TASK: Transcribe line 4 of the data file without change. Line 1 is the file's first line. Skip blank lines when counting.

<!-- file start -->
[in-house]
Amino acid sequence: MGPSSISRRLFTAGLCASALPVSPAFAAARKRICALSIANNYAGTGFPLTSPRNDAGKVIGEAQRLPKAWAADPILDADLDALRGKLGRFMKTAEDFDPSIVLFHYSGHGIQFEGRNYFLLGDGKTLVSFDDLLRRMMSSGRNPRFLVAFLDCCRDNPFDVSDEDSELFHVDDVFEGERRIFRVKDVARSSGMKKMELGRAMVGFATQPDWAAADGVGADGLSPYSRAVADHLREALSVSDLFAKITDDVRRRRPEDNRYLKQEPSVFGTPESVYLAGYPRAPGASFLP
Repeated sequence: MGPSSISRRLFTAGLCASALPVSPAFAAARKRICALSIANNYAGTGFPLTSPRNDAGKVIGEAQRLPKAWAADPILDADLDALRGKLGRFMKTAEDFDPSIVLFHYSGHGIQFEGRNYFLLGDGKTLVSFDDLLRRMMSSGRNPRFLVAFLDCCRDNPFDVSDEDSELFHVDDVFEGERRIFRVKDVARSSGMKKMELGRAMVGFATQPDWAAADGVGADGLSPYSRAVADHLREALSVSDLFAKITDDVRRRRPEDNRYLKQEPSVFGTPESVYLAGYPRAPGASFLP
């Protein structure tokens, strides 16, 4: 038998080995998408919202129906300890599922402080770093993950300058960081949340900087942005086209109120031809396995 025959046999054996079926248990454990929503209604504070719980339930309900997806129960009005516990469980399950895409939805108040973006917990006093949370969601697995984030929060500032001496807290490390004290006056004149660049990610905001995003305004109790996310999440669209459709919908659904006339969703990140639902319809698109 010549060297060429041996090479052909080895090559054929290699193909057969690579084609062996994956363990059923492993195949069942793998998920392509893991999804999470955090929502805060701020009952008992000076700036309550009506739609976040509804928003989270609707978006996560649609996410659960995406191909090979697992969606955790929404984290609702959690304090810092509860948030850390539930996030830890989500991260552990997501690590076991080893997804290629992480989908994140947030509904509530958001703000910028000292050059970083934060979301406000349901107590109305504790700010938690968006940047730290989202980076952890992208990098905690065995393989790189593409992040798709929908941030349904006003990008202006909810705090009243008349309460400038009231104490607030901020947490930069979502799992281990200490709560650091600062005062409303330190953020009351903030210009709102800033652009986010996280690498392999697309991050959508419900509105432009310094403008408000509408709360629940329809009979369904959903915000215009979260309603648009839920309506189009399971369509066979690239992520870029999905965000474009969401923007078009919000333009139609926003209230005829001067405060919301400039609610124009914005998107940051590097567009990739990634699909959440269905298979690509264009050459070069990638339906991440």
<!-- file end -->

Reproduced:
């Protein structure tokens, strides 16, 4: 038998080995998408919202129906300890599922402080770093993950300058960081949340900087942005086209109120031809396995 025959046999054996079926248990454990929503209604504070719980339930309900997806129960009005516990469980399950895409939805108040973006917990006093949370969601697995984030929060500032001496807290490390004290006056004149660049990610905001995003305004109790996310999440669209459709919908659904006339969703990140639902319809698109 010549060297060429041996090479052909080895090559054929290699193909057969690579084609062996994956363990059923492993195949069942793998998920392509893991999804999470955090929502805060701020009952008992000076700036309550009506739609976040509804928003989270609707978006996560649609996410659960995406191909090979697992969606955790929404984290609702959690304090810092509860948030850390539930996030830890989500991260552990997501690590076991080893997804290629992480989908994140947030509904509530958001703000910028000292050059970083934060979301406000349901107590109305504790700010938690968006940047730290989202980076952890992208990098905690065995393989790189593409992040798709929908941030349904006003990008202006909810705090009243008349309460400038009231104490607030901020947490930069979502799992281990200490709560650091600062005062409303330190953020009351903030210009709102800033652009986010996280690498392999697309991050959508419900509105432009310094403008408000509408709360629940329809009979369904959903915000215009979260309603648009839920309506189009399971369509066979690239992520870029999905965000474009969401923007078009919000333009139609926003209230005829001067405060919301400039609610124009914005998107940051590097567009990739990634699909959440269905298979690509264009050459070069990638339906991440």